By Charles Lam
By R. Scott Moxley
By Taylor Hamby
By Matt Coker
By R. Scott Moxley
By Charles Lam
By LP Hastings
By Taylor Hamby
Photo by Myles Robinson"[B]e sensitive to property owners."—County advisory faxed to reporters covering the noise-monitoring during the El Toro flight demonstration
Throughout most of the year, Laguna Hills residents enjoy the cool breeze that blows almost constantly from the coast. A screen of pine trees along Lake Forest Boulevard muffles nearby traffic so that even in the middle of the day, the loudest sound is often a chirping bird.
But one neighborhood—small beige homes hidden among thick shrubs and bright-green garden paths—is just two miles south of the planned El Toro International Airport's Runway 34, the county's proposed arrival runway. That's what made it a great place to observe the county's "El Toro Flight Demonstration"—a two-day, $1.3 million spectacle that, far from "reassuring" local residents about El Toro, explicitly displayed the proposed airport's likely disastrous effects.
The first commercial plane to land during the test was a Boeing 747-400, the largest and loudest airliner in the world. It flew over Lake Forest Boulevard at 4 p.m.—exactly 10 hours behind schedule. The plane flew so low I could count the tires on its outstretched landing gear. Its high-pitched metallic scream lasted a full 40 seconds—from well before the plane became visible until it disappeared from view over the El Toro Y.
Had that plane landed at 6 a.m. as originally scheduled, it would have shattered sleep for thousands of residents unfortunate enough to live between the base and the Laguna coast.
County officials said low cloud cover and poor visibility made the early-morning landing impossible. Their reason: since the Marines long ago ripped out the base's Instrument Landing System (ILS), the demonstration pilots had to guide their planes to the base visually. But flying visually gave the test an artificial simplicity. Aircraft lined up like pearls on a necklace in order to land, and the planes roared directly over few homes. Once the county's airport—and its ILS—becomes operational, planes will arrive at Runway 34 from many directions, forming a wedge of almost solid noise over Dana Point, Aliso Viejo, and Lagunas Niguel, Hills, Woods and Beach.
The 6 a.m. scrub was the first indication that the county's already-flawed test was in trouble. The test's greatest flaw emerged months ago, when county officials decided no South County residence—including the Laguna Hills homes a mere two miles from the end of Runway 34—would require any acoustic retrofitting. Its calculations showed no one lived in a zone that receives 65 decibels of noise averaged over a 24-hour period.
The noise from the 747-400 that flew over Laguna Hills hovered around 90 decibels. Had it been fully loaded, it would have been louder. Had it flown over at 6 a.m., when there's virtually no background noise, it would have seemed even louder. Imagine trying to sleep while resting your head against a ringing telephone.
"This should calm the fears of many residents who are concerned about potential noise from aircraft," stated a county demonstration summary released shortly before the tests. "Given the extreme level of concern in the community, the county believes it is important to provide residents with a practical demonstration of planned flights."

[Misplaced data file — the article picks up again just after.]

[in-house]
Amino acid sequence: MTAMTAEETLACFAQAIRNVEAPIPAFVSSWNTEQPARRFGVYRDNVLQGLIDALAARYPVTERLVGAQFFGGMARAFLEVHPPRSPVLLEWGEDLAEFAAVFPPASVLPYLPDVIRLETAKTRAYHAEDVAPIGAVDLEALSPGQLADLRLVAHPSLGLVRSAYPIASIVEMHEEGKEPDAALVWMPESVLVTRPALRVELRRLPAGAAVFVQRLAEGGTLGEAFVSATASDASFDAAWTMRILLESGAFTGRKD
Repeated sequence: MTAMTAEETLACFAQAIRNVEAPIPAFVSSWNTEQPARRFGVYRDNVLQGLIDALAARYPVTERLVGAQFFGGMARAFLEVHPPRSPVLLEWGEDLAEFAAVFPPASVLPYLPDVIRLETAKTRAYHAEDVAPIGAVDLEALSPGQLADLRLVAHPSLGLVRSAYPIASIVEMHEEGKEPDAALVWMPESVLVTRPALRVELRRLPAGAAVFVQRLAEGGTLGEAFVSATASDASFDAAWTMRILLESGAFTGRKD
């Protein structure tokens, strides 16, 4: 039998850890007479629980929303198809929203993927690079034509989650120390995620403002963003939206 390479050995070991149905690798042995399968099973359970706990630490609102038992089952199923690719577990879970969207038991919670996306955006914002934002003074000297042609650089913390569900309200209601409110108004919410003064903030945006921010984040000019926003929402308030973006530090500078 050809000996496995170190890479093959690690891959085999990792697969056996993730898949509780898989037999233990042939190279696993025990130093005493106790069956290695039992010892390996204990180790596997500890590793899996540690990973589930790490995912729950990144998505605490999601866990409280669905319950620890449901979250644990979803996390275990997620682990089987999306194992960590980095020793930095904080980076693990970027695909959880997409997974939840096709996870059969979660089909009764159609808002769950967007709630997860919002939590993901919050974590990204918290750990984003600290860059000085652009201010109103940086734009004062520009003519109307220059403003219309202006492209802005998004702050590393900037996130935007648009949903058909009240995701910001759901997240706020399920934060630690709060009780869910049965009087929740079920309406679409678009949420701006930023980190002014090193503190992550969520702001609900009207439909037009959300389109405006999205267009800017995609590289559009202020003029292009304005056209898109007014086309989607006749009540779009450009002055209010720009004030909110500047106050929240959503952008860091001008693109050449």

Shortly before 6 p.m., a van pulled up at the corner of Sand Canyon Road and Irvine Boulevard, a part of the county that has been unchanged in decades. It's also a few hundred yards from the departure end of Runway 34. Out stepped a dark-haired man in a dark suit.
"Excuse me," he called, "are you one of the activists monitoring the tests?"
"No," I replied. "I'm a reporter."
The man's face fell. "Oh. So am I."
It was Ron Olsen from KTLA, Channel 5. As his cameraman set up a tripod, Olsen told me how the county had thoroughly restricted access at the base to a single designated area and how he wanted one last shot of a departing plane. I told him he was in the right spot, that an aircraft had just taken off at 5:30 and another—the 747-400 I saw land over Laguna Hills—should depart at any time.
Olsen looked over his schedule. "But that was supposed to be . . ."
"5:45, I know," I said, cutting him off. "The schedule's in chaos. The plane I saw take off earlier wasn't even supposed to depart on this runway—it was supposed to take off to the east. I have no idea what's going on over there."
I thought about mentioning how the plane veered farther west than the county's proposed flight tracks allowed. But I didn't. I also neglected mentioning how the county wants seven out of every 10 takeoffs heading east off Runway 7, but the tests demonstrated the reverse. Commercial pilots unions have said for years that Runway 7 was the worst of all of El Toro's runways. In the tests, at least, the pilots seemed to be getting their way.
Olsen asked me if I knew how many annual operations the county planned for El Toro. I told him the plan broke down to about one operation every two minutes. Olsen looked stunned.
After a few more questions, Olsen put away his notebook and looked at his watch. 6:15 p.m. Tired of waiting, the two wished me luck and left. An unscheduled plane took off two minutes later.